MMOGs: we grind because we love it

Grinding: all massively multiplayer online games (MMOGs) have it. Some more than others, but it is always there. Go forth and slay 50 rats. Collect 10 copper pieces, 32 rat pelts, 19 rat tails. Turn in same. Repeat 245 times. Graduate to killing skeletons. Repeat 895 times. Ding! You leveled! Now go forth and slay 2,655 ghouls…. It is like factory work, but without the pay cheque. In fact, we actually pay someone else for the privilege of doing this, and call it “entertainment”.

You’d think we’d hate it, that these types of games would never catch on, yet tens of millions of players log in every day, strap on their virtual swords, and head out to slay another few thousand denizens of the countryside in pursuit of the elusive level. Every new massively multiplayer online game that comes out perpetuates the grinding “feature”. It is weird, doubly so because I seem to be afflicted by the same behavioral quirk as all the millions of people playing MMOGs. There has to be some reason why…

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A truly inspiring use of technology

I love advanced technology, sometimes purely for its own sake. But for me the best thing about technology is when it allows us to do neat or interesting things that were basically inconceivable before. The world wide web, for example. The human genome project. Cellular telephones. Satellite TV. And so on…

But it isn’t very often that technology does something so amazing that it brings tears to my eyes. That is the case with this story I came across on Gizmodo. You can watch this video to see what I mean:

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Gartner “fellow” predicts mouse to be replaced by Wiimote and touch screen- FAIL

That mouse you use every day will be completely gone in five years. It will be entirely replaced by touch screen displays, facial recognition, and Wii-mote like devices that you wave around in the air. This is according to the predictive genius of some guy who works at Gartner and probably makes ten times as much as I do each year. Oh, and his full time job is making predictions about the future of technology.

For the record, the guy’s name is Steven Prentice– if he comes knocking at your door asking for hundreds of thousands of dollars for his predictive expertise, you might want to have some second thoughts. And maybe some third or fourth thoughts as well. Perhaps his quote was taken out of context: possibly he wasn’t saying mice and keyboards would be displaced on existing devices, but rather that for tiny or specialized devices like phones and PDAs we wouldn’t use mice and keyboards. If that’s what he meant, well, I’m sorry for the misunderstanding- be more clear next time, Mr. Prentice.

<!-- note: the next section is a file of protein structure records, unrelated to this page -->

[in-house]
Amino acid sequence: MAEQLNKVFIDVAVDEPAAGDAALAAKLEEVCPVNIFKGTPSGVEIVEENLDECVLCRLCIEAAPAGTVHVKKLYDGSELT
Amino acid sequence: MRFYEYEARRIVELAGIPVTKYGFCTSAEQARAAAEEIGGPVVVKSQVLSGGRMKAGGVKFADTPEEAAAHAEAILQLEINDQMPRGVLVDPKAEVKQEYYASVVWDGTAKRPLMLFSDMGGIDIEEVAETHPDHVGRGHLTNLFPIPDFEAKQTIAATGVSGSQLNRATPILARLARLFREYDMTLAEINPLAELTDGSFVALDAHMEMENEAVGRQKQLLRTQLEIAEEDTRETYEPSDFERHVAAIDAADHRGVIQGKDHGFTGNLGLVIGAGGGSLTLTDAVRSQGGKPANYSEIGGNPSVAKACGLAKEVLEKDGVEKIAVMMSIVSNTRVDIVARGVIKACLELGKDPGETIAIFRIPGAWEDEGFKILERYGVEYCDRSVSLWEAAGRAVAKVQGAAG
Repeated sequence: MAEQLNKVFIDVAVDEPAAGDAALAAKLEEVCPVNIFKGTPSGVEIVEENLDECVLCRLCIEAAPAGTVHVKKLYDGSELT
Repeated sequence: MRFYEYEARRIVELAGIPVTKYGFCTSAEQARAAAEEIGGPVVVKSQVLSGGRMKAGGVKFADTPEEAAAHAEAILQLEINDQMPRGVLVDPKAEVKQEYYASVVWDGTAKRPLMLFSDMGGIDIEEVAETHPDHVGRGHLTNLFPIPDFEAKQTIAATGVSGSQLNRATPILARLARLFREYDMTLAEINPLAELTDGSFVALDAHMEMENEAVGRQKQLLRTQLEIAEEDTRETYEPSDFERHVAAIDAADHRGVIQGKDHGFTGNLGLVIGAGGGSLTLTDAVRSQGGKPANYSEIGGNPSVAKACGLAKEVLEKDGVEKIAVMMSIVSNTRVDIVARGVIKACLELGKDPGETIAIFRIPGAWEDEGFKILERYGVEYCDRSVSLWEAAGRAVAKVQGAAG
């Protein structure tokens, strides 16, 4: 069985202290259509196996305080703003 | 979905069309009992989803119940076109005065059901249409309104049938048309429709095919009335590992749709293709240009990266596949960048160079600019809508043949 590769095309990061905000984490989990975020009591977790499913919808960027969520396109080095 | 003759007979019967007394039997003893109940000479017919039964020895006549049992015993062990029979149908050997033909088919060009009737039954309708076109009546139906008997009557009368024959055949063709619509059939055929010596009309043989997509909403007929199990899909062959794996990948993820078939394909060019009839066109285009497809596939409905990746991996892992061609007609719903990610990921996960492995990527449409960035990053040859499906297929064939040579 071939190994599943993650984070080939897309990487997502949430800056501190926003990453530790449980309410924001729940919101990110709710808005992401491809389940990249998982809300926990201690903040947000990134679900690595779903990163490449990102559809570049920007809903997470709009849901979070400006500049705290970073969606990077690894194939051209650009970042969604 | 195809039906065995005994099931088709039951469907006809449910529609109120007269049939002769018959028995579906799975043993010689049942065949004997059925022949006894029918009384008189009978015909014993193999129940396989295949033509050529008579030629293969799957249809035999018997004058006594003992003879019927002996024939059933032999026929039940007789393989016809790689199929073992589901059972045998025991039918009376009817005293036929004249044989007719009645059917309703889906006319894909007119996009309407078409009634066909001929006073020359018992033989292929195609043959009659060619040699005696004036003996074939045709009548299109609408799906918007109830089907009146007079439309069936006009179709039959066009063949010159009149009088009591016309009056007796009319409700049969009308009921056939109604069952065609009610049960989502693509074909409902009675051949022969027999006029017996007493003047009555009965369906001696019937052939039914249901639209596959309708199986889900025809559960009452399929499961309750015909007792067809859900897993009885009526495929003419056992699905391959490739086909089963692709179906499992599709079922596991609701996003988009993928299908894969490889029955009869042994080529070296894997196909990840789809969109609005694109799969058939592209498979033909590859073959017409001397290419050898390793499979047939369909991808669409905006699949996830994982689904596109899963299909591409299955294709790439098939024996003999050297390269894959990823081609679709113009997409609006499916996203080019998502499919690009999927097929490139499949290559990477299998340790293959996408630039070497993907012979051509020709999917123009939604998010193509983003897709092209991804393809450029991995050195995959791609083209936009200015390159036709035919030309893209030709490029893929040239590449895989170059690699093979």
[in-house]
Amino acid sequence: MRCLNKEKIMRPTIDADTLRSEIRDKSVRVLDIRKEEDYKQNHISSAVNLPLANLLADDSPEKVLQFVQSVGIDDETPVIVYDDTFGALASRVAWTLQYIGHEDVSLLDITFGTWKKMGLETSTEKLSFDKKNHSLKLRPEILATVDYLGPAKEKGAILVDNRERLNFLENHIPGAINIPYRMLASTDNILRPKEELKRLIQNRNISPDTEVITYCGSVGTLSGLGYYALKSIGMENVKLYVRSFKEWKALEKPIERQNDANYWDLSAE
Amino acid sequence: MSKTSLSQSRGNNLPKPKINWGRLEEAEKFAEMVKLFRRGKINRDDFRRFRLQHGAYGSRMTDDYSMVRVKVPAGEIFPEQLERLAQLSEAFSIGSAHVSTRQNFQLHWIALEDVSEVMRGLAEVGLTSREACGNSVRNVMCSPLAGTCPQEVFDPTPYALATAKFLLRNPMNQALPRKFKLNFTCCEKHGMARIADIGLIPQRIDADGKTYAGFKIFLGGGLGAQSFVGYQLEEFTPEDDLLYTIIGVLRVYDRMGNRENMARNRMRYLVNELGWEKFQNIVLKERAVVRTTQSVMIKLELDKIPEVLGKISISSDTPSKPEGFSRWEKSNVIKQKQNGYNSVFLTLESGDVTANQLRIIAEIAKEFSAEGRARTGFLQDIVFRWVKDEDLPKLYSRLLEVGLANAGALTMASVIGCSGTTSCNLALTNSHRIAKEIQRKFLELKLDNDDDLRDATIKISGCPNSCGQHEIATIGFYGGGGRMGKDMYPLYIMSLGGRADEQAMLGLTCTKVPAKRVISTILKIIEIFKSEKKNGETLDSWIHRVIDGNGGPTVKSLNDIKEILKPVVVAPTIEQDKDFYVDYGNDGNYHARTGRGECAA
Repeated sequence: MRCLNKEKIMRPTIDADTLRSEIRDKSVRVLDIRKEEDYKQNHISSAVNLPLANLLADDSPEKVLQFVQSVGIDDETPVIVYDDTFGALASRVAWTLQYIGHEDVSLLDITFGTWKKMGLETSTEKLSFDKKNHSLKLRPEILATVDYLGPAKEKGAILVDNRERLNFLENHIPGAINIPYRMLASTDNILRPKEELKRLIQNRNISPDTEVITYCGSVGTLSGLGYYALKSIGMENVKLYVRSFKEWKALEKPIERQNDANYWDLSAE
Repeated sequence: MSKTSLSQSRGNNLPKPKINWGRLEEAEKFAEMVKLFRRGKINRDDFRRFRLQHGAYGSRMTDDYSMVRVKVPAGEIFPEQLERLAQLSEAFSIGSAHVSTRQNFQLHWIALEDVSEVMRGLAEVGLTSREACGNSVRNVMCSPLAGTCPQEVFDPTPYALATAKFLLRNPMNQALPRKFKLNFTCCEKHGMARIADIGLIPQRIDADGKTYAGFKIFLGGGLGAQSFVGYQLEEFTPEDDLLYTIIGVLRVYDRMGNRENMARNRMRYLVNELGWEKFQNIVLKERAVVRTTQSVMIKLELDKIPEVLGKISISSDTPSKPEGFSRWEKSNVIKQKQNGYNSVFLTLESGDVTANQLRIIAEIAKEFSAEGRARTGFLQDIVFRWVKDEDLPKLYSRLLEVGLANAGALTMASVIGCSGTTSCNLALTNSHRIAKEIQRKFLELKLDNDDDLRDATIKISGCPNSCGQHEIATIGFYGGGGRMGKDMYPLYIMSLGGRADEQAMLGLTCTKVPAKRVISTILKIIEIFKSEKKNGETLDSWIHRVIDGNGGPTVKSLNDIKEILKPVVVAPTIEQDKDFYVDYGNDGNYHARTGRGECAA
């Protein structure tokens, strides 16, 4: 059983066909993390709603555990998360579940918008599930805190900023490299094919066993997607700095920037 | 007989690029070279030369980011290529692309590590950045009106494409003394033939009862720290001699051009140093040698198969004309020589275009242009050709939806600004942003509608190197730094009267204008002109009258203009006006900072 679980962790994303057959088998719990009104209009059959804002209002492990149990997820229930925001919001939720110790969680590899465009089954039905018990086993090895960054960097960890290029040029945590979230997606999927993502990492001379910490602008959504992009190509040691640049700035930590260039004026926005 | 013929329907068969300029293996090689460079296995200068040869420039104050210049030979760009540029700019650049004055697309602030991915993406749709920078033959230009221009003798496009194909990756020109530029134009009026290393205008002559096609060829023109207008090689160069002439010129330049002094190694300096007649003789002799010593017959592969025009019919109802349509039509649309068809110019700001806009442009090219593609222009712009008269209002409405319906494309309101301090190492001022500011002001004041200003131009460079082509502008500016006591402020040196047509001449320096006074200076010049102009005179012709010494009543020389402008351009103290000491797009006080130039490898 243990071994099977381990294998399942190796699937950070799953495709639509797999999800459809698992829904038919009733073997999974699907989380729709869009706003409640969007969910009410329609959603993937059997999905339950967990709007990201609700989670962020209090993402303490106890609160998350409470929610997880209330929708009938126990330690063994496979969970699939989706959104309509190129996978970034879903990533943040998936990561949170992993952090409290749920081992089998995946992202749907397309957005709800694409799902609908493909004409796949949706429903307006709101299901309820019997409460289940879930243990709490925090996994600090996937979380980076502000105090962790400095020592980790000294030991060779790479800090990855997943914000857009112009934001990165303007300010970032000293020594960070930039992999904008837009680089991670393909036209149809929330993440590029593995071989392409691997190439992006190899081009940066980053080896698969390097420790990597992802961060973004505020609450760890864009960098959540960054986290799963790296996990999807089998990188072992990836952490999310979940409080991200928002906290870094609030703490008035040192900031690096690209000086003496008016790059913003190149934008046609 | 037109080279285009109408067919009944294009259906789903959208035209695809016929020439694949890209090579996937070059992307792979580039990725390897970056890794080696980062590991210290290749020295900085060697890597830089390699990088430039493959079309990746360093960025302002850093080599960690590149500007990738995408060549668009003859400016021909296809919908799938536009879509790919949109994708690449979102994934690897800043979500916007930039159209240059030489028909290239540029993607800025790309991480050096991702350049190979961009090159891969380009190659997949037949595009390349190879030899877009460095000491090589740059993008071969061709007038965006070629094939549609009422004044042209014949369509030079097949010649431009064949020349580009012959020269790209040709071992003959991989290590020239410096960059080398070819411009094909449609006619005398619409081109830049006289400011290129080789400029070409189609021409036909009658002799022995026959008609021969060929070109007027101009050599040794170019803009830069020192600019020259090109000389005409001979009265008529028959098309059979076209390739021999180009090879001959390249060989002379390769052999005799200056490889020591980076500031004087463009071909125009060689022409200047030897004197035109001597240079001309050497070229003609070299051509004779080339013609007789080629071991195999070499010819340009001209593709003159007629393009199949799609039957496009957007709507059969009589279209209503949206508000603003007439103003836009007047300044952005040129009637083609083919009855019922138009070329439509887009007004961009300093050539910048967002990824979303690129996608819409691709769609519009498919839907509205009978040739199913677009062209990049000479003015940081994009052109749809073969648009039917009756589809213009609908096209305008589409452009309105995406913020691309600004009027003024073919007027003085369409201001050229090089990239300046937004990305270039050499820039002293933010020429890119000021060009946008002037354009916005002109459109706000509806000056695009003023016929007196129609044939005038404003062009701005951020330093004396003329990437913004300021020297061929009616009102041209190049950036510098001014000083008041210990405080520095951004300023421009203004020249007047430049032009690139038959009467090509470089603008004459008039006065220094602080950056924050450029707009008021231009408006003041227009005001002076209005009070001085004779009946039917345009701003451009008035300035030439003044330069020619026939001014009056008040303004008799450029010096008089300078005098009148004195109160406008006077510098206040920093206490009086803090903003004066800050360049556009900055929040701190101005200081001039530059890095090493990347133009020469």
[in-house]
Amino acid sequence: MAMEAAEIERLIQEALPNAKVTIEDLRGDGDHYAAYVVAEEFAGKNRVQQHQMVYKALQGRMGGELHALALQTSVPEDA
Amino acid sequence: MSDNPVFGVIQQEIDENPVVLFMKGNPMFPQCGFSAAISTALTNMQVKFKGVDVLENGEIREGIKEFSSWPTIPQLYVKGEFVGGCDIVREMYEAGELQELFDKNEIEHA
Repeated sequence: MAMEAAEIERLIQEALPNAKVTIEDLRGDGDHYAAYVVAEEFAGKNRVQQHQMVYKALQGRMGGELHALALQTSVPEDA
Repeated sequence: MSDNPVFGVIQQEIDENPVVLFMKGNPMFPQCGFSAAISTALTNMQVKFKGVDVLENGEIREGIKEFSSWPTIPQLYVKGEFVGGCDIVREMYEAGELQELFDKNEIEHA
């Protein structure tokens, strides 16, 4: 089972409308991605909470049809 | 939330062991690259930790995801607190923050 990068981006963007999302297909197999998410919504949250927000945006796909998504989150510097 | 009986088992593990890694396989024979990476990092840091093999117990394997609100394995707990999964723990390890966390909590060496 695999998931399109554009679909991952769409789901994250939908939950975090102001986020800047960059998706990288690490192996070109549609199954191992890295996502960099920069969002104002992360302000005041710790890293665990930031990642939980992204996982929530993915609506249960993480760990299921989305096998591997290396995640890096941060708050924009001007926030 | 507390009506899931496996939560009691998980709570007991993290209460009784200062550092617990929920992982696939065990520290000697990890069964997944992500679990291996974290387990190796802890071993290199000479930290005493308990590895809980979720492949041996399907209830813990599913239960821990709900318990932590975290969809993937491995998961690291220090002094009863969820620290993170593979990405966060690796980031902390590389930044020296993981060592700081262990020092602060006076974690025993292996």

But I’ll be perfectly clear and as concise as possible- if he honestly believes that the mouse will be completely gone as an input control device within five years on desktop/workspace computers, and particularly if he thinks it will be replaced by touch screen and motion sensitive devices that we wave around in the air, he is going to be proven both completely wrong and astoundingly ignorant.

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Star Trek Experience closing… what’s the point of Vegas now?

I was reading a news item the other day indicating that the Las Vegas Hilton is closing the Star Trek Experience in Vegas. This was one of the few things in Vegas, along with the fountains at Bellagios and the Siegfried and Roy Secret Gardens animal exhibit, that my wife and I actually enjoyed while we were there. But it was apparent when we were at the Hilton that they were barely putting any effort into the Star Trek Experience any more.

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SSD: Not fast, not big, not reliable, not low power, not cheap… so why bother?

Everyone is talking about SSDs replacing hard drives, if not today than Real Soon Now. On the surface, solid state drives have a lot going for them: no moving parts, potentially very dense storage, and the possibility for low power consumption. The main things stopping me, at least, from seriously considering an SSD in my machines until recently were price and capacity. The cheapest SSDs cost something like $600 for 64 gigabytes: a normal hard drive might costs $200 for 500 gigabytes of storage, making SSDs easily ten times the price of mechanical hard drives on a per gigabyte basis.

But solid state drives obviously have an advantage in terms of reliability and power consumption, right? So all I have to do is wait for the inevitable drop in price/increase in capacity that Moore’s law suggests and I’ll be set. Maybe… or maybe not.

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